The Office for National Statistics have been hard at work revising their methodology for creating population estimates. Revised mid-year estimates for local authority resident populations were published in summer, with revised small area estimates published earlier this month. This includes the 2009 population estimates, as well as revised estimates for 2002-2008.
The overall national population has not been changed, only the way that this is split between local authorities and small areas. Elsewhere we’ve published analysis onthe changes at local authority level (published on our OCSI blog).
- 50 local authorities see a 2% or greater shift in 2008 population estimates (with some age-gender groups changing significantly more). The largest estimate increases tend to be seen in metropolitan areas, including a number of inner and outer London boroughs and larger cities. The largest decreases tend to be seen in more rural areas, including parts of East Anglia and the rural East Midlands.
- At neighbourhood level, the population revisions can affect the estimated populations of small areas very significantly. For example, one Super Output Area (LSOA) in Yorkshire shows an 88% increase in population using the revised estimates, while another Yorkshire LSOA shows a 41% decrease in estimated populations.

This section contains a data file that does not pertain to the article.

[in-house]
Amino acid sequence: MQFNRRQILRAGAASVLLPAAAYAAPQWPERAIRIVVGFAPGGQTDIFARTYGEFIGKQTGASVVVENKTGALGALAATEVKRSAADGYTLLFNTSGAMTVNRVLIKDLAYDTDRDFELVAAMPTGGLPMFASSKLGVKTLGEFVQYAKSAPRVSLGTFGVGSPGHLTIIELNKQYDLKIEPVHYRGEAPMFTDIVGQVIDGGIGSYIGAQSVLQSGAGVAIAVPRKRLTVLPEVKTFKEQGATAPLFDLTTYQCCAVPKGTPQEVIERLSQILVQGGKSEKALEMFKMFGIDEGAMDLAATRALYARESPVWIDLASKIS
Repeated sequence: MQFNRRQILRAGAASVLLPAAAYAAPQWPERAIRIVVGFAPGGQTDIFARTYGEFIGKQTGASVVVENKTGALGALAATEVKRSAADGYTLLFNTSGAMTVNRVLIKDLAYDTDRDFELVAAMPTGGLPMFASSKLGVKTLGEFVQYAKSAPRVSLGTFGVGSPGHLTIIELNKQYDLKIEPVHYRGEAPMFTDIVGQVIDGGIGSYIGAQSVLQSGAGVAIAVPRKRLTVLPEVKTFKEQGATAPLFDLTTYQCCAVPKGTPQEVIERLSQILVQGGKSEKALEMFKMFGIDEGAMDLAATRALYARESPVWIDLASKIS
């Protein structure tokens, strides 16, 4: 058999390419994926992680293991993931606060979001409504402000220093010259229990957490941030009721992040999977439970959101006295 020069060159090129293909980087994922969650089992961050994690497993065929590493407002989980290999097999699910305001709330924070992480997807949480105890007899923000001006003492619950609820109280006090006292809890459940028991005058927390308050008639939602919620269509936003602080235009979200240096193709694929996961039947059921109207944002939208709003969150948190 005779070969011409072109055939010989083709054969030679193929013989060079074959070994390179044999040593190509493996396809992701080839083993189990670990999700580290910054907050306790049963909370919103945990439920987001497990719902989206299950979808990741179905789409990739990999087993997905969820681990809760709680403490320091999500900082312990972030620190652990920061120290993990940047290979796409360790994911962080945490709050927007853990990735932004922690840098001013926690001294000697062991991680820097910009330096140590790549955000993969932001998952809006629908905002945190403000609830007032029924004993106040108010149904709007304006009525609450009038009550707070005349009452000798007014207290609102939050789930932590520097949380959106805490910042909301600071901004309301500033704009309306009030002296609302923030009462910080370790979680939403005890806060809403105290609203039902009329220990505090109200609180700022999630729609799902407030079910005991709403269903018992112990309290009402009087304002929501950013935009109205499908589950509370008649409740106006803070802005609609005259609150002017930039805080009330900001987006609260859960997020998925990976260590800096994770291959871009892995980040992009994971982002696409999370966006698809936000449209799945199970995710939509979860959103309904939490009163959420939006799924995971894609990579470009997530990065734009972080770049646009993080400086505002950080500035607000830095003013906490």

- As 2009 estimates are published using the new methodology, any consistent time series will need to use the revised 2002-2008 data, rather than continuing to use the older unrevised data (which will not be consistent with the 2009 data). This will affect all indicator rates that are calculated using population numbers from the 2002-2008 population estimates, for example unemployment and incapacity benefit rates.
- Data suppliers will likely produce revised data over time to take into account these changes where appropriate, for example there may be some revisions to national indicators.
Given the impact on critical local indicators such as unemployment benefit rates, local information systems need to be using the updated data. We have already revised all indicators in the Data Packs to reflect the new population denominators, and will revise indicators from other suppliers as and when these are published. Users of the Data Packs again benefit from time and resource savings.
The full list of new and updated datasets are in the User area (login required), including details of all indicators in the Data Packs.